nothing in the consent decrees precludes Defendant Miller from bringing indemnification claims
against those entities. (Id.). Finally, Plaintiff asserts that if the Court were to dismiss the claims
against Mr. Miller, it would have to be without prejudice as there has been no adjudication on the
merits of Plaintiff’s claims against Defendant Miller. (Id.).
Defendant Miller, however, argues for dismissal with prejudice citing the district court’s
inherent power to dismiss a claim with prejudice under certain circumstances, particularly in cases
where the party would be materially prejudiced. Crone-Schierloh v. Hammock, No. 2:12-cv-410,
2013 U.S. Dist. LEXIS 195010, *13 (S.D. Ohio May 22, 2013) (Smith, J.). The long standing
principle of the United States Supreme Court, that federal courts have authority to “dismiss a
plaintiff’s action with prejudice because of his failure to prosecute cannot seriously be doubted. The
power to invoke this sanction is necessary in order to prevent undue delays in the disposition of
pending cases and to avoid congestion in the calendars of the District Courts.” Link, 370 U.S. at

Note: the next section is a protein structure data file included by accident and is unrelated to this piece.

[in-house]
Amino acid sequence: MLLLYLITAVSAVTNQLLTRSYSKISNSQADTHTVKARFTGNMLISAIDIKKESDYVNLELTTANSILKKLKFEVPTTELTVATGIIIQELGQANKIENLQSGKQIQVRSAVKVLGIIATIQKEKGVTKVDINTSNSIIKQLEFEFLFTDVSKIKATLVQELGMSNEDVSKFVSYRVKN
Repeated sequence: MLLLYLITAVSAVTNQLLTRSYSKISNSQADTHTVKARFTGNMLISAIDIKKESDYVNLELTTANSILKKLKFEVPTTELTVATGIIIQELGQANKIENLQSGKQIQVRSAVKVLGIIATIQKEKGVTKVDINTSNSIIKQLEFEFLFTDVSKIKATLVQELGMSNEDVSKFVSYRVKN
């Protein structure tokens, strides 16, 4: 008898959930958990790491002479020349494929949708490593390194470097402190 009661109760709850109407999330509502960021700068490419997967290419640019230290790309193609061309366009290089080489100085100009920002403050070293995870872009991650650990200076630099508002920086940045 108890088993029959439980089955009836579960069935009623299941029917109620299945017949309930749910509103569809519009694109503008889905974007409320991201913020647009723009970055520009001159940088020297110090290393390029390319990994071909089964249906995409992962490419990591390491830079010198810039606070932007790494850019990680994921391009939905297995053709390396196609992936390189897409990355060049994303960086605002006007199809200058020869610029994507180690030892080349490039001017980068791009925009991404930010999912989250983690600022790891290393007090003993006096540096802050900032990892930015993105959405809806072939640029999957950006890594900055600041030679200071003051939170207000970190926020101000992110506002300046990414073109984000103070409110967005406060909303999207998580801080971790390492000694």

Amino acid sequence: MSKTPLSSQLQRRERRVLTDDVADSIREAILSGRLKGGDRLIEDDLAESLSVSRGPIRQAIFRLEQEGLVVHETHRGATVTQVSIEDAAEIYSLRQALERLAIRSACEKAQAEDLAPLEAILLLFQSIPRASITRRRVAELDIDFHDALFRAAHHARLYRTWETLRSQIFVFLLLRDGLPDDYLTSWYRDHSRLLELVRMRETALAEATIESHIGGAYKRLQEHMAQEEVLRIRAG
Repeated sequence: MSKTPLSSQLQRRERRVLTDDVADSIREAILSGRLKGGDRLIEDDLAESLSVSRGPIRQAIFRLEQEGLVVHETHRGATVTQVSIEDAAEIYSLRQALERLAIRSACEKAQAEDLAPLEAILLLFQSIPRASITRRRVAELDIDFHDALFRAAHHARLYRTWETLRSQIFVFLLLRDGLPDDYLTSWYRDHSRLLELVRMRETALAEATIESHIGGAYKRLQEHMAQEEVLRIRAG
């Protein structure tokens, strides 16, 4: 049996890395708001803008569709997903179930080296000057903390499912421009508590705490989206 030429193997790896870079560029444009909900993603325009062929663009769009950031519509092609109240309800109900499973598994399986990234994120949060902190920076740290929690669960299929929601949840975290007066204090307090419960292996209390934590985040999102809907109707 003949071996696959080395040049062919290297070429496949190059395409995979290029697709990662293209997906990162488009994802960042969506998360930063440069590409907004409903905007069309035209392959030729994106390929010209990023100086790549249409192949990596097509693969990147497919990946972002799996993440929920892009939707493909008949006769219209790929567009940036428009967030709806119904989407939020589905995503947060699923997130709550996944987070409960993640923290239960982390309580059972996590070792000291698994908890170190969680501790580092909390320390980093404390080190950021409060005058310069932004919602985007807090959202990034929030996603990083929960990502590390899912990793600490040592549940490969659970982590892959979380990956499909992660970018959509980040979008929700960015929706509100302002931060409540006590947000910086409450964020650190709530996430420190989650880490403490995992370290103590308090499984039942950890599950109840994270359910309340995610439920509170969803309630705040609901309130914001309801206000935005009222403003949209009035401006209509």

There is no dispute that Plaintiff failed to serve Defendant Miller until almost two years into
the litigation and has not provided any basis for the failure other than the initial attempt to serve had
the incorrect address. There is absolutely no argument or evidence to suggest that Plaintiff was
diligently working on finding Mr. Miller’s address to serve him. Therefore, Plaintiff is at fault for
not taking any action to serve Defendant Miller. Meanwhile, Plaintiff was actively pursuing the
claims against the corporate defendants, including Mr. Miller’s former employers, Reichold, Inc.
and Superior Fibers, LLC. Plaintiff has entered into consent decrees with these Defendants to the
detriment of Defendant Miller. Had he properly been served, his interests could have been
represented in the consent decree as a former employee, or he could have at least participated in
those negotiations. Defendant Miller did not even receive notice of the proposed consent decrees
because of Plaintiff’s failure to properly and timely serve him with the summons and complaint.
Although Plaintiff argues that the consent decrees do not bar Defendant Miller from pursuing